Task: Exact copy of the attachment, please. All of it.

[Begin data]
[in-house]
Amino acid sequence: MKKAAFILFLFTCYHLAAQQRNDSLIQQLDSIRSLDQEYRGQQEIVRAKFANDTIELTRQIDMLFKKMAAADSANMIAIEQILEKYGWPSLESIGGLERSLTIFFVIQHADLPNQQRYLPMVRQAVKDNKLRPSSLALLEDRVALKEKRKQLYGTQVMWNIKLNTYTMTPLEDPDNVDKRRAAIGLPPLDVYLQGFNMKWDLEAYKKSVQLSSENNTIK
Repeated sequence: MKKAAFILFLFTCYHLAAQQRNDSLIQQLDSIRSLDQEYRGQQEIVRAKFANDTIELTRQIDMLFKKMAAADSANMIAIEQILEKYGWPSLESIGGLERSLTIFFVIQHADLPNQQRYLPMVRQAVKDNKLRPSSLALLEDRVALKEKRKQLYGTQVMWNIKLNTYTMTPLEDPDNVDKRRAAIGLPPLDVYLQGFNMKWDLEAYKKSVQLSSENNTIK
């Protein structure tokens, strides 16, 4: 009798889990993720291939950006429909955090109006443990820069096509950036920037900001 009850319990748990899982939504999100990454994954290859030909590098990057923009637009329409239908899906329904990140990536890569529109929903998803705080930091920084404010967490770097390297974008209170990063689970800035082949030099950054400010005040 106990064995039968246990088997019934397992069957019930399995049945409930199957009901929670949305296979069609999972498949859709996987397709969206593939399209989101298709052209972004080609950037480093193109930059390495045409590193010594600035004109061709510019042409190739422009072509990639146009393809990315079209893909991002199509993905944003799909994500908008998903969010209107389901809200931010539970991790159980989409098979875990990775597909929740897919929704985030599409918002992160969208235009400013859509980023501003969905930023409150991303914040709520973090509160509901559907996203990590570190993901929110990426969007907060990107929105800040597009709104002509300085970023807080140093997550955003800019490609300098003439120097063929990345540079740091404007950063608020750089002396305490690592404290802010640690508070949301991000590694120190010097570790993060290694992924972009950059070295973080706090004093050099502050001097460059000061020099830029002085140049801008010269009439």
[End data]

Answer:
[in-house]
Amino acid sequence: MKKAAFILFLFTCYHLAAQQRNDSLIQQLDSIRSLDQEYRGQQEIVRAKFANDTIELTRQIDMLFKKMAAADSANMIAIEQILEKYGWPSLESIGGLERSLTIFFVIQHADLPNQQRYLPMVRQAVKDNKLRPSSLALLEDRVALKEKRKQLYGTQVMWNIKLNTYTMTPLEDPDNVDKRRAAIGLPPLDVYLQGFNMKWDLEAYKKSVQLSSENNTIK
Repeated sequence: MKKAAFILFLFTCYHLAAQQRNDSLIQQLDSIRSLDQEYRGQQEIVRAKFANDTIELTRQIDMLFKKMAAADSANMIAIEQILEKYGWPSLESIGGLERSLTIFFVIQHADLPNQQRYLPMVRQAVKDNKLRPSSLALLEDRVALKEKRKQLYGTQVMWNIKLNTYTMTPLEDPDNVDKRRAAIGLPPLDVYLQGFNMKWDLEAYKKSVQLSSENNTIK
């Protein structure tokens, strides 16, 4: 009798889990993720291939950006429909955090109006443990820069096509950036920037900001 009850319990748990899982939504999100990454994954290859030909590098990057923009637009329409239908899906329904990140990536890569529109929903998803705080930091920084404010967490770097390297974008209170990063689970800035082949030099950054400010005040 106990064995039968246990088997019934397992069957019930399995049945409930199957009901929670949305296979069609999972498949859709996987397709969206593939399209989101298709052209972004080609950037480093193109930059390495045409590193010594600035004109061709510019042409190739422009072509990639146009393809990315079209893909991002199509993905944003799909994500908008998903969010209107389901809200931010539970991790159980989409098979875990990775597909929740897919929704985030599409918002992160969208235009400013859509980023501003969905930023409150991303914040709520973090509160509901559907996203990590570190993901929110990426969007907060990107929105800040597009709104002509300085970023807080140093997550955003800019490609300098003439120097063929990345540079740091404007950063608020750089002396305490690592404290802010640690508070949301991000590694120190010097570790993060290694992924972009950059070295973080706090004093050099502050001097460059000061020099830029002085140049801008010269009439």